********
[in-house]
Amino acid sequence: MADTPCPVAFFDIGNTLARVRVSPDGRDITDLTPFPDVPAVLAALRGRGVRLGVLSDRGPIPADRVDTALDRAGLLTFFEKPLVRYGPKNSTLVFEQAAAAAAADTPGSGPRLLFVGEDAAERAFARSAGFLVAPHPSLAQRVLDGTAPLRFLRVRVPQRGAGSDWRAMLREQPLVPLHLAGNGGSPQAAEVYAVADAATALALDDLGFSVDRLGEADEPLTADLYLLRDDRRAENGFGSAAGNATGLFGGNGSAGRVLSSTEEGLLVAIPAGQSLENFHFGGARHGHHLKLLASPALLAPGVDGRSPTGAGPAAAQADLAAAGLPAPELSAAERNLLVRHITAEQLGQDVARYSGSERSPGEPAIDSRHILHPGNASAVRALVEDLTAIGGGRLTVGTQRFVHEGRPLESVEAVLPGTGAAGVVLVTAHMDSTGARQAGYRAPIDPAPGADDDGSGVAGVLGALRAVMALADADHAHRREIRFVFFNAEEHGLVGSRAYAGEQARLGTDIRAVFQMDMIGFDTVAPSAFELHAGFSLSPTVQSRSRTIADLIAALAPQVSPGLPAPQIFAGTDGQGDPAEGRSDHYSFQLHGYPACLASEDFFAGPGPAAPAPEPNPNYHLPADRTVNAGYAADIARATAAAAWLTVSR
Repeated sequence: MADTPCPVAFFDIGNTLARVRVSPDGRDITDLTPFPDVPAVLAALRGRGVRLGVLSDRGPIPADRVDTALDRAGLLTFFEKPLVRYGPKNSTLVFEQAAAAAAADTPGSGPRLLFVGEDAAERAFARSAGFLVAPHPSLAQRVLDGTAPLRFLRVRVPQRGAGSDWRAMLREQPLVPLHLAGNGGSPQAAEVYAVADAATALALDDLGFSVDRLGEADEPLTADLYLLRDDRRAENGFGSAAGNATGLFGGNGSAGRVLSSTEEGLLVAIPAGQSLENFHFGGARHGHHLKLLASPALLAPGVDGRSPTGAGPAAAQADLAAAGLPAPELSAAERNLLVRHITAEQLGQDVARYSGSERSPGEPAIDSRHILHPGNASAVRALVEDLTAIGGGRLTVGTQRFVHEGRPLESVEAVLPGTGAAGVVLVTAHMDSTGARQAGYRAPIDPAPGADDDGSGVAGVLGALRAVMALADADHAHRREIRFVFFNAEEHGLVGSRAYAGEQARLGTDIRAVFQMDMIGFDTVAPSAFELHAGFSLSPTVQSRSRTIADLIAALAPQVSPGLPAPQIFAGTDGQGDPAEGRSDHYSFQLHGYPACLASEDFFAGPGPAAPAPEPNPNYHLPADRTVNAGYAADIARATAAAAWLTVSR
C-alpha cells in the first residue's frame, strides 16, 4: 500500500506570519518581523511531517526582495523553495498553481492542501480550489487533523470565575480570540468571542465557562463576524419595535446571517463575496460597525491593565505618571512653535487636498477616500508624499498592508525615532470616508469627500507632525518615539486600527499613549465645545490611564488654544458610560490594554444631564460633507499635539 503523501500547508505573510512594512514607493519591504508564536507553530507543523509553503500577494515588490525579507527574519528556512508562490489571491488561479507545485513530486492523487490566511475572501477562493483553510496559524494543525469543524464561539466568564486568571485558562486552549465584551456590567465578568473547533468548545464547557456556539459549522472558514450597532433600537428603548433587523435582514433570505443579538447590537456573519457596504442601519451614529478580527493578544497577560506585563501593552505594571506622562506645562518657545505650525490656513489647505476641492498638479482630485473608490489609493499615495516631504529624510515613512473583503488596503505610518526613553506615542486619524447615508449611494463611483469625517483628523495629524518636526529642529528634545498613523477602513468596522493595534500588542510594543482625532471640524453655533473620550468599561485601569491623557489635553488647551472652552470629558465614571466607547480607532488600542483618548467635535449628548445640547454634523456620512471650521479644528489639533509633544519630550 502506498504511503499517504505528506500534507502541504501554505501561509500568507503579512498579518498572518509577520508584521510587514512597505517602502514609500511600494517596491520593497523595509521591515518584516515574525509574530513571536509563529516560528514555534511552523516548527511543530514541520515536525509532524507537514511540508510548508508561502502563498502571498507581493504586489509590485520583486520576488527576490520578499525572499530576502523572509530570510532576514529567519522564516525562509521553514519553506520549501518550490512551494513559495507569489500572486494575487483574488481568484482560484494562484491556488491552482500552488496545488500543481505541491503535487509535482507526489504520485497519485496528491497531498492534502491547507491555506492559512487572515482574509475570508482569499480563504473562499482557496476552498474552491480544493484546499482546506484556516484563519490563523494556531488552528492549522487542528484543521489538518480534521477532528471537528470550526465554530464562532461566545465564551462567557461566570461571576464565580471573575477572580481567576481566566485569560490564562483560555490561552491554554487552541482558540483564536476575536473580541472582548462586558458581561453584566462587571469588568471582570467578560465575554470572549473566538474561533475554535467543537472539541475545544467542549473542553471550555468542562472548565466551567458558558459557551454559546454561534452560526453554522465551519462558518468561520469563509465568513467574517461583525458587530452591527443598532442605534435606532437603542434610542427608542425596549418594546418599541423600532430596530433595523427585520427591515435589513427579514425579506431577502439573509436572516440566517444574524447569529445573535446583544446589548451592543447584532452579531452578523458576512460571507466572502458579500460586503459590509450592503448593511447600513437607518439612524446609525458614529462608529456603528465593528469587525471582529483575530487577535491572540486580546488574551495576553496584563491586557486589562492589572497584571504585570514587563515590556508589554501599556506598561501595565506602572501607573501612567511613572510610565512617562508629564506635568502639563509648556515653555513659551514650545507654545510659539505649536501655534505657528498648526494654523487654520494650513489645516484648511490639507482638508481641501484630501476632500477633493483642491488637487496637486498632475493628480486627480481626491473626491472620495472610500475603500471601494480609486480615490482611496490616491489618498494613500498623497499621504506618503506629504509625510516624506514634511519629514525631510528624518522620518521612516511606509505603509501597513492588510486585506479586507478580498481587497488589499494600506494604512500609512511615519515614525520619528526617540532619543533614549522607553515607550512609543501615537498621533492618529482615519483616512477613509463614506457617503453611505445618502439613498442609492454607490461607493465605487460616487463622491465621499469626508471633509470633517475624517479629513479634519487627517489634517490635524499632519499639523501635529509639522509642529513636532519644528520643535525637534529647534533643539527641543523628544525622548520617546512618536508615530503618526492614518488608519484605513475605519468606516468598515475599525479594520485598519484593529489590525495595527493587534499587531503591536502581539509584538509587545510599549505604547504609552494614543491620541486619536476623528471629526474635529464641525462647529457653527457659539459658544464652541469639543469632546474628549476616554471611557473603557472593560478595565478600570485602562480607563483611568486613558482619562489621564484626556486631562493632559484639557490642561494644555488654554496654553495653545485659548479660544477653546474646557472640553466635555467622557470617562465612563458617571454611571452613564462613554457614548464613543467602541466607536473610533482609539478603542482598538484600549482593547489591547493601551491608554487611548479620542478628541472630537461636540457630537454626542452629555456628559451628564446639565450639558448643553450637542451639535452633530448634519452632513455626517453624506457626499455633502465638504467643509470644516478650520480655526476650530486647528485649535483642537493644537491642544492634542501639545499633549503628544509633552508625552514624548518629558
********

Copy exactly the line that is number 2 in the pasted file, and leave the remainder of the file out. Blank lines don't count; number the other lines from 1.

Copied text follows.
Amino acid sequence: MADTPCPVAFFDIGNTLARVRVSPDGRDITDLTPFPDVPAVLAALRGRGVRLGVLSDRGPIPADRVDTALDRAGLLTFFEKPLVRYGPKNSTLVFEQAAAAAAADTPGSGPRLLFVGEDAAERAFARSAGFLVAPHPSLAQRVLDGTAPLRFLRVRVPQRGAGSDWRAMLREQPLVPLHLAGNGGSPQAAEVYAVADAATALALDDLGFSVDRLGEADEPLTADLYLLRDDRRAENGFGSAAGNATGLFGGNGSAGRVLSSTEEGLLVAIPAGQSLENFHFGGARHGHHLKLLASPALLAPGVDGRSPTGAGPAAAQADLAAAGLPAPELSAAERNLLVRHITAEQLGQDVARYSGSERSPGEPAIDSRHILHPGNASAVRALVEDLTAIGGGRLTVGTQRFVHEGRPLESVEAVLPGTGAAGVVLVTAHMDSTGARQAGYRAPIDPAPGADDDGSGVAGVLGALRAVMALADADHAHRREIRFVFFNAEEHGLVGSRAYAGEQARLGTDIRAVFQMDMIGFDTVAPSAFELHAGFSLSPTVQSRSRTIADLIAALAPQVSPGLPAPQIFAGTDGQGDPAEGRSDHYSFQLHGYPACLASEDFFAGPGPAAPAPEPNPNYHLPADRTVNAGYAADIARATAAAAWLTVSR